ROBERT PINSKY: In a time of war, those who fight make
some balance in their minds
between the cold facts of killing, pain and destruction on one side
the notion of purpose or even glory on the other side. How much
spiritual energy goes to the sense of mission and how much to an
awareness that force is a last resort? Presumably, in a democracy, each
of us may feel some of that double consideration.
Wallace Stevens wrote a poem called "Examination of the Hero in
of War," in which he tries to approach that question. What psalter,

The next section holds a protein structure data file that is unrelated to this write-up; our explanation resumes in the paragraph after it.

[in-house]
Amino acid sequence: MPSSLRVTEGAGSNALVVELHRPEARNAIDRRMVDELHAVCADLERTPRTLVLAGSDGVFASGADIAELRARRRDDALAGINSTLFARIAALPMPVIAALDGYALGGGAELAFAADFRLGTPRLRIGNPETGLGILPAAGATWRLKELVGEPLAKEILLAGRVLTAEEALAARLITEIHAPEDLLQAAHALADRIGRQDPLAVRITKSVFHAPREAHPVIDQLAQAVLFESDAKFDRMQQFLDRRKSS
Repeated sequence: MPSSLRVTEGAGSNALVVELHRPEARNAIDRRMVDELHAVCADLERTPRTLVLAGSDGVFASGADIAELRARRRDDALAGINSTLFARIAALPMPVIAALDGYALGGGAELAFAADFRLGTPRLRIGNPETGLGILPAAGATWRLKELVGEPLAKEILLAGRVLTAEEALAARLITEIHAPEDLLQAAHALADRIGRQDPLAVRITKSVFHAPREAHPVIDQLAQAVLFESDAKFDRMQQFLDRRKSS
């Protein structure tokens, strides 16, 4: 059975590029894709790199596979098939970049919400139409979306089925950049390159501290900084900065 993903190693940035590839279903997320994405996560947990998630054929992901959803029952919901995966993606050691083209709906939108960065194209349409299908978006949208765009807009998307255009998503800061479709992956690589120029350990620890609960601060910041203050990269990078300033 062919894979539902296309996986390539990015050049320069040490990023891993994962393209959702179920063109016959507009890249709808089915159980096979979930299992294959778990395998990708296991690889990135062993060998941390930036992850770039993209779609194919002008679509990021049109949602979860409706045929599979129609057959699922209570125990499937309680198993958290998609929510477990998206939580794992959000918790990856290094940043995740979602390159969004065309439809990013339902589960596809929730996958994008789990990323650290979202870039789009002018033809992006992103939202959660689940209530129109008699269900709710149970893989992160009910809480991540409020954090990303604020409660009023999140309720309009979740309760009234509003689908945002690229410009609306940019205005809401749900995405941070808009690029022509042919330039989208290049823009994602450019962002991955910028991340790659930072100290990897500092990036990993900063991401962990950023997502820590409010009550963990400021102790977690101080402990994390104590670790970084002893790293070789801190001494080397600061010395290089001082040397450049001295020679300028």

prayer book, should our sybils or prophets use? What do the values of
civilizations and cities mean when what seems necessary is force?
Here are some lines from the poem's first stanza, suggesting the harsh
brutality of warfare as a mission:
Force is my lot and not pink-clustered
Roma ni Avignon ni Leyden,
And cold my element. Death is my
Master and, without light, I dwell. There
The snow hangs heavily on the rocks, brought
By a wind that seeks out shelter from snow. Thus
Each man spoke in winter Yet each man spoke of
The brightness of arms.
And the stanza ends with the other side of the matter, repeating that
phrase, "the brightness of arms":
The brightness Of arms, the will opposed to cold, fate
In its cavern, wings subtler than any mercy,
These were the psalters of their sibyls.
What I take from that is that the heroic course is keeping your
balance. May it be so.